As a Personal Fitness Trainer quickly approaching two decades now, I’ve had what I would consider a blessed existence. Sure I have my challenges just like the next person, but I feel that I’ve been given an opportunity to earn a living doing something I truly love and enjoy. As part of that, I’ve been granted a window into the lives of those I serve. I get to know them well from their fears and joys to what motivates them to their daily habits and routines. It’s a privilege that I don’t take lightly. The information that I learn helps me to subtly influence my clients in a positive direction. After years of these experiences, one begins to notice common themes and patterns that many of us share. I can honestly say that one of the biggest challenges that most of us face is how we choose to use one simple precious resource. The time we have.
We all have the same amount. 60 seconds per minute. 60 minutes per hour. 24 hours per day. 365 days per year. The highest achievers in our world have the same amount as you and I. Yet, with the countless ways in which we could spend our time, there is no possible way that we can fit in everything there is to do. So, logically, we must pick and choose how we spend this limited resource. It’s an ongoing, never-ending compromise. Choose to spend your time in one way and you must give up spending it in another. The sum of these decisions stacked up over the course of our lives molds and shapes who we are, who we become, the condition of our minds and bodies, and the quality of what we then put out into the world around us. So, I ask, how do you spend your time? Remember, it’s a constant compromise and I challenge you to carefully decide what you are willing to give up in exchange for something else. When the time you have is used up, you can’t get it back.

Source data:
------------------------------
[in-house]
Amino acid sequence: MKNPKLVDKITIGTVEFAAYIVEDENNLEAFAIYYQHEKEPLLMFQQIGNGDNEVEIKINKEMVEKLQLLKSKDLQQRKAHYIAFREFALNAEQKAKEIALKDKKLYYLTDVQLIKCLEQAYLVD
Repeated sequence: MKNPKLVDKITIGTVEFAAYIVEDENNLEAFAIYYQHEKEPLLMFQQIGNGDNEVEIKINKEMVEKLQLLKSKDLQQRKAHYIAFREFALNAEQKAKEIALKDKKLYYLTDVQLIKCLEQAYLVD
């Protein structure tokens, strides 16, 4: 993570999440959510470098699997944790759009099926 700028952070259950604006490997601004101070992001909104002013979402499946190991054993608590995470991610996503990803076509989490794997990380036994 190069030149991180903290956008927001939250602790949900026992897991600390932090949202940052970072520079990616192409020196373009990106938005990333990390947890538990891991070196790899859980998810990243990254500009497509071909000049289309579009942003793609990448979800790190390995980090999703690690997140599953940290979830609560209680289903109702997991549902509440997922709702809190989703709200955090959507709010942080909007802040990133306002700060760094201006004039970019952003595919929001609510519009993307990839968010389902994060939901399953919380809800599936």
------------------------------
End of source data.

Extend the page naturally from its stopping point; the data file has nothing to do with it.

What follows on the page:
When you step back from an individual perspective and look at it from a societal standpoint, it isn’t hard to see how we get to where we are. Likewise, as a society, the sum of how we decide to spend our time molds and shapes who we are as a people. For example, the average child today watches 1,680 minutes of television per week. Meanwhile, parents spend an average of 3.5 minutes of meaningful conversation with their children per week. The average American youth spends close to 1,500 hours watching television per year compared to 900 hours spent in school. Realize that is over two solid months of television time per year. As a result, the average child will have seen about 8,000 murders on television before finishing elementary school and 200,000 violent acts by the age of 18. The number 1 thing advertised on television is fast food restaurants and other food products. The average number of television commercials viewed per year by a child is 20,000. In my opinion, a convincing message repeated often enough can influence anyone. Likewise, the average person views over 2 million commercials by the age of 65. When this is combined with the fact that television directly creates inactivity as well as information overload, there is no doubt that we are, as a society, increasingly unhealthy and overstressed. Likewise, because so many people, predominantly young men, spend so much time playing video games there are actual addictive disorders being diagnosed much like an addiction to drugs or alcohol. The same pattern is developing for excessive internet usage and video games. A couple years ago, a young British man died from blood clots in his legs because he spent over 12 hours at a time playing his Xbox. There have been numerous others since. Granted, not everyone spends that much time playing video games but it is still a constant compromise no matter the amount. What is important enough to you to allocate time for instead of something else?